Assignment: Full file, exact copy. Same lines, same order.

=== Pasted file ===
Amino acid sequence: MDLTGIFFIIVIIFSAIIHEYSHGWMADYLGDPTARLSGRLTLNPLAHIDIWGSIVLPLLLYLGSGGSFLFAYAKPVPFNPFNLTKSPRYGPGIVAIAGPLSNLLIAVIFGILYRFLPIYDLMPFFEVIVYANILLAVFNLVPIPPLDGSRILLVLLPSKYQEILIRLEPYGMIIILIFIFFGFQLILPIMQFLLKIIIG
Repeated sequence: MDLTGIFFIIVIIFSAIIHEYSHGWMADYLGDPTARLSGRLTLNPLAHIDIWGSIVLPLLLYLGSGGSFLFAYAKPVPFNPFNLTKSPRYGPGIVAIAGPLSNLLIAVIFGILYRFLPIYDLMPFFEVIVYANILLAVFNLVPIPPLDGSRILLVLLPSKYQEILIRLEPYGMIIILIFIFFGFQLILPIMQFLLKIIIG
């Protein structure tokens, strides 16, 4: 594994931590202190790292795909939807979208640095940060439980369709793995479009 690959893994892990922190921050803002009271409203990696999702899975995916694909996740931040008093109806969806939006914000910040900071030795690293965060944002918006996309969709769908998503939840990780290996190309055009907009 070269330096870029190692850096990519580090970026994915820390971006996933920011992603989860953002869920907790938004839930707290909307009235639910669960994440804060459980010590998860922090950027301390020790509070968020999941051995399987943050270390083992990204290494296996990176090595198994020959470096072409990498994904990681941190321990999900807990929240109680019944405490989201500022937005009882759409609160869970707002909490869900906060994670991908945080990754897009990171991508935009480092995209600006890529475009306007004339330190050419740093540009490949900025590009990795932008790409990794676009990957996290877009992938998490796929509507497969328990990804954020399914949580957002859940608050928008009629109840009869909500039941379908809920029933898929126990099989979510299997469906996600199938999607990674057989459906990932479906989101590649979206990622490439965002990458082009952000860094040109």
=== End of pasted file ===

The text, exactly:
Amino acid sequence: MDLTGIFFIIVIIFSAIIHEYSHGWMADYLGDPTARLSGRLTLNPLAHIDIWGSIVLPLLLYLGSGGSFLFAYAKPVPFNPFNLTKSPRYGPGIVAIAGPLSNLLIAVIFGILYRFLPIYDLMPFFEVIVYANILLAVFNLVPIPPLDGSRILLVLLPSKYQEILIRLEPYGMIIILIFIFFGFQLILPIMQFLLKIIIG
Repeated sequence: MDLTGIFFIIVIIFSAIIHEYSHGWMADYLGDPTARLSGRLTLNPLAHIDIWGSIVLPLLLYLGSGGSFLFAYAKPVPFNPFNLTKSPRYGPGIVAIAGPLSNLLIAVIFGILYRFLPIYDLMPFFEVIVYANILLAVFNLVPIPPLDGSRILLVLLPSKYQEILIRLEPYGMIIILIFIFFGFQLILPIMQFLLKIIIG
């Protein structure tokens, strides 16, 4: 594994931590202190790292795909939807979208640095940060439980369709793995479009 690959893994892990922190921050803002009271409203990696999702899975995916694909996740931040008093109806969806939006914000910040900071030795690293965060944002918006996309969709769908998503939840990780290996190309055009907009 070269330096870029190692850096990519580090970026994915820390971006996933920011992603989860953002869920907790938004839930707290909307009235639910669960994440804060459980010590998860922090950027301390020790509070968020999941051995399987943050270390083992990204290494296996990176090595198994020959470096072409990498994904990681941190321990999900807990929240109680019944405490989201500022937005009882759409609160869970707002909490869900906060994670991908945080990754897009990171991508935009480092995209600006890529475009306007004339330190050419740093540009490949900025590009990795932008790409990794676009990957996290877009992938998490796929509507497969328990990804954020399914949580957002859940608050928008009629109840009869909500039941379908809920029933898929126990099989979510299997469906996600199938999607990674057989459906990932479906989101590649979206990622490439965002990458082009952000860094040109």